AIS 140 GPS Device

AIS 140 – The growing clamour for a change and a more practical policy

The clock ticks closer to April 1 2018, when state public transport departments are expected to be compliant with AIS 140 standards. The day is not far off when all passenger transport systems will also be expected to conform to the standards laid down by ARAI. The compliance aspect may become inevitable in either its present form or with modifications, going by the growing clamour for a change in the policy.  While the benefits of GPS systems in passenger transport are certainly welcome, there are multiple aspects in the policy and its implementation that will be difficult to achieve. While the industry welcomes legislation and compliance, the need of the hour is to ensure that the results and the means are practical and feasible for both end users and stakeholders in industry.

What exactly is AIS 140 and how is it relevant to passenger transport in public or private sector?

Before looking at the answer to the question, it is time to set the context. Buses, trucks and other heavy vehicles together contributed to 27% of the number of accidents on the roads in the year 2015, as per the report of the Ministry of Road Transport and Highways[1]. This means that one out of every four accidents has a bus or other heavy transport involved. AIS 140 (Automotive Industry Standard) is a set of standards laid down by ARAI (Automotive Research Association of India), under the aegis of the Ministry of Industries, Government of India. It specifically refers to the guidelines for installation of vehicle tracking systems, emergency button/systems and camera surveillance systems in vehicles used for passenger transport. The government has mandated that all state public transport services need to have these systems in place by April 01 2018. This is part of the phased manner by which the government plans to bring all private passenger transport vehicles under the standard.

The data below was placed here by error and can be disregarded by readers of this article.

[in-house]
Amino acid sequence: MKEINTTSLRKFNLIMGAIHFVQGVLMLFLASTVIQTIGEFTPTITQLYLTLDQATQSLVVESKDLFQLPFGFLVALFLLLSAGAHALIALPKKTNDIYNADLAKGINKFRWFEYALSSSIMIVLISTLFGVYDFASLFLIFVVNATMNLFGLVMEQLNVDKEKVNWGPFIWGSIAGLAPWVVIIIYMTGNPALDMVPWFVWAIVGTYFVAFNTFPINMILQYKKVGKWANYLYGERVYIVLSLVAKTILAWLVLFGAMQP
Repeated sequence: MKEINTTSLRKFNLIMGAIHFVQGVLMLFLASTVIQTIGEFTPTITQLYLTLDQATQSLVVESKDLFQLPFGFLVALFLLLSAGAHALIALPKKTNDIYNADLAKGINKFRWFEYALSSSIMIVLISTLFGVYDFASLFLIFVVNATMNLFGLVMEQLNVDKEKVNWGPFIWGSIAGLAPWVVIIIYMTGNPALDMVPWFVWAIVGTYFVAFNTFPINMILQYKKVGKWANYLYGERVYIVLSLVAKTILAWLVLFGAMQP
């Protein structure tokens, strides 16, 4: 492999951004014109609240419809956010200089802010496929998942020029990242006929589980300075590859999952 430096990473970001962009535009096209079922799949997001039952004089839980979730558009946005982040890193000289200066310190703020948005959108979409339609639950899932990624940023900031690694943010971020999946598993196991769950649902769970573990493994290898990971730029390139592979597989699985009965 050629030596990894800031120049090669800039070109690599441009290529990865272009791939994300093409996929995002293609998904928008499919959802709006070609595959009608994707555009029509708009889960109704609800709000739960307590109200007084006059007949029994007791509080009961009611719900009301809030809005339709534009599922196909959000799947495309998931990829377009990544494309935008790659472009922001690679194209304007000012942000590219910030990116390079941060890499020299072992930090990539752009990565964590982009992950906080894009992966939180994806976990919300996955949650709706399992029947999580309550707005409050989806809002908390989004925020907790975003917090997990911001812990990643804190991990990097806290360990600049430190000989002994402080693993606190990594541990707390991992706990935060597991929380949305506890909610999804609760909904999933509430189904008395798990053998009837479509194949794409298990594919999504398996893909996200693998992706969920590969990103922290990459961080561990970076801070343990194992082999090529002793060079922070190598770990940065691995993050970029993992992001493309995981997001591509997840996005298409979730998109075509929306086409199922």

How telematics/GPS systems help in compliance with AIS 140?

Certain requirements of AIS 140, barring the camera surveillance are intrinsic features of a GPS system. By default it offers vehicle tracking information on a real time basis, it can be used to trigger an emergency request, and it can be integrated with applications that make location based announcements, route announcements, occupancy information and ticketing applications. This is more like an open ended system where innovative applications can be included seamlessly by drawing from the telematics solutions. Among the standout benefits that will accrue are the embedded solutions that offer greater road and passenger safety by assisting drivers. One of the best examples of the advanced solutions are the convoy of wirelessly linked driverless trucks that moved across Europe which actually resulted in considerable fuel savings, in addition to smooth passage and safety[2]. It indicates that GPS systems in trucks and the regulatory standards of AIS 140 greatly help in bringing about better fleet management.

 

Some of the features that fleet managers will be excited to have on passenger transport systems are :

  • Driving safety – parking, close maneuvering assist
  • M2M integration – vehicle health monitoring
  • Smart Ticketing – occupancy information enroute
  • Voice updates – automated announcements in public transport systems
  • Event driven updates to fleet managers – speed, idling, crossing geo fence, route management
  • Emergency Response – Panic button, distress signals, real time location co-ordinates

What ails the proposed roll out of AIS 140 Standards? What needs to change?

While AIS 140 will eventually be a standard, it pays to bring in implementation and standards that are feasible. For instance, the demand for multiple digital inputs and the clauses pertaining to analog inputs are not only vexatious, they will not have any changes on the ground.  It will only increase the cost, without having a proportionate change in the results of the standard. Stakeholders in industry have raised valid technical objections to the standard, and it is expected that the ministry will make necessary changes to bring in a standard that is useful, while being user and industry friendly. Passengers and clients who use the services of operators would certainly find it reassuring to know that operators have a system in place that offers greater security at all times, with well oiled contingency plans to mitigate and respond to situations, if and when required.

 

[1] http://pibphoto.nic.in/documents/rlink/2016/jun/p20166905.pdf

[2] https://www.theguardian.com/technology/2016/apr/07/convoy-self-driving-trucks-completes-first-european-cross-border-trip

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